The utility of the CB — or lack thereof when it’s turned off or not there to begin with — was well in evidence Tuesday night, as driver Scott LeVan ran westbound on I-80 in Pennsylvania and the weather and road conditions got dicey, he says. LeVan was in touch yesterday about what he saw preceding what turned out to be a terrible accident near the Clinton/Centre County line, MM 165, in which two truckers lost their lives. Below you can catch a local ABC affiliate’s report on it from yesterday, while EB I-80 there (as many no doubt already know) was still closed.
It’s since reopened, but there’s no doubt that the extension of the tragedies from the accident will continue for years.
And, according to LeVan, it all might well have been avoided had drivers heeded his warning. He’d come westbound by the area, where he noticed traffic slowing, backing up with a broken-down tractor-trailer off on the shoulder. “I was yelling on the radio … just before it took place telling you all to spread out because you have a broken-down semi on the shoulder and traffic is coming to a stop,” LeVan wrote in something of a message to his fellow drivers. His warning got nary a response in the moment as he passed by. “Get with the program, drivers. There is no excuse for you not to have a CB.”In this case, the warning might well have saved a life, LeVan believes, then describing another accident down the line, which he says had just been cleared and may have been the reason everybody on the EB I-80 side seemed to be in such a hurry. “Here is where I blame Pennsylvania troopers,” he says, for opening both lanes too quickly, allowing backed-up, bunched-up traffic to remain backed-up and bunched-up, but at high speed, as those who’d waited jockeyed for position to make up time.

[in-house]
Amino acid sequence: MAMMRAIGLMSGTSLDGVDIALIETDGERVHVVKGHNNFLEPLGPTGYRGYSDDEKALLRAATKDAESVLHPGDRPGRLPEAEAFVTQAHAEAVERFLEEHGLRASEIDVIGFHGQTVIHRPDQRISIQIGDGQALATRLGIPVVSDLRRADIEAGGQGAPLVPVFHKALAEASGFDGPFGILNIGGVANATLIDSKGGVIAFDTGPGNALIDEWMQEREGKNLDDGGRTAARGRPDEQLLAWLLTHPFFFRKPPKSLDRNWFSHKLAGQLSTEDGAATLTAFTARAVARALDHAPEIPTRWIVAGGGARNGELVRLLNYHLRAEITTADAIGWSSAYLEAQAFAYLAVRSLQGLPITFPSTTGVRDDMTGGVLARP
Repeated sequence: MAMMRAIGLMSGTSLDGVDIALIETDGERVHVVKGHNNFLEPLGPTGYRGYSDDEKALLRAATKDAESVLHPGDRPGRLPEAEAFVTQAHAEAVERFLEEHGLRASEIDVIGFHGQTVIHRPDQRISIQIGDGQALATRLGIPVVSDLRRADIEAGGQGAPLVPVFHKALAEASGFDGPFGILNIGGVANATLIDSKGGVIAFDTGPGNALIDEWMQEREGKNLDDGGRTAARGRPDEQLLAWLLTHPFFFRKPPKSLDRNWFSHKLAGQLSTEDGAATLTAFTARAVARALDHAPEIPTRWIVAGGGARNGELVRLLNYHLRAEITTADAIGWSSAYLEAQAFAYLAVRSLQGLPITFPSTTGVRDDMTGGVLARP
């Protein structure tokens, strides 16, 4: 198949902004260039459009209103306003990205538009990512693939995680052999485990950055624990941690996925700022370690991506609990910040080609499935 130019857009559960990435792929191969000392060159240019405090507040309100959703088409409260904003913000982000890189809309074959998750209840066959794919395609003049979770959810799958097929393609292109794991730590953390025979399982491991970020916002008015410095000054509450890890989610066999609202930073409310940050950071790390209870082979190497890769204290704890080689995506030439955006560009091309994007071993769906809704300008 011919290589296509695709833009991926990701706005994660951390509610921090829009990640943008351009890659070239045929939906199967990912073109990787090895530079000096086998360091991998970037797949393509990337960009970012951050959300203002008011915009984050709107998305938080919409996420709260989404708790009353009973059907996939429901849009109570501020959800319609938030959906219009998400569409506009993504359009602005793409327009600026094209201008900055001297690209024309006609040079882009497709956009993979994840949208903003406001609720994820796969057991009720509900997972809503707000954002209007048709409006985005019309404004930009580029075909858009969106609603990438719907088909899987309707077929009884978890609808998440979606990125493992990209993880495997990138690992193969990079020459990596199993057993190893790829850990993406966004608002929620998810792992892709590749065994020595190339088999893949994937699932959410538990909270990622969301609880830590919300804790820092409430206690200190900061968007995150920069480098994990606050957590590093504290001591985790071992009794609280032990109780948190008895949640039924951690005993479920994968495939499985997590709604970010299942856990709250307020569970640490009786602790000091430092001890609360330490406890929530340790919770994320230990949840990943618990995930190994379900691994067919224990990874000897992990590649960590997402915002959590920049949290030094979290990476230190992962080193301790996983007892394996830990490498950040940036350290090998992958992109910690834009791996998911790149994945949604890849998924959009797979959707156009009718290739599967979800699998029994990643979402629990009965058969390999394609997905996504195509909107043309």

“You should have only opened one lane until traffic got thinned out, so you all are in part to blame,” he addressed the police. “I saw what was going on, all those trucks running up on each other and I was yelling for them to spread out because it was getting really bad, freezing rain. If that was me over there I would have pulled off, taken a nap for about 2 hours then got back on when traffic was more spaced out.”
LeVan, finally, urges his fellow drivers to “use your head” in such situations. If you don’t, the hard reality now facing the families of the two killed in the I-80 EB accident will be coming your way: “you will be in a casket sure enough,” LeVan says.
Caltrans says maximum chains are required for trucks, and traffic will be allowed through the Donner Pass area single file with a 30 mph speed ...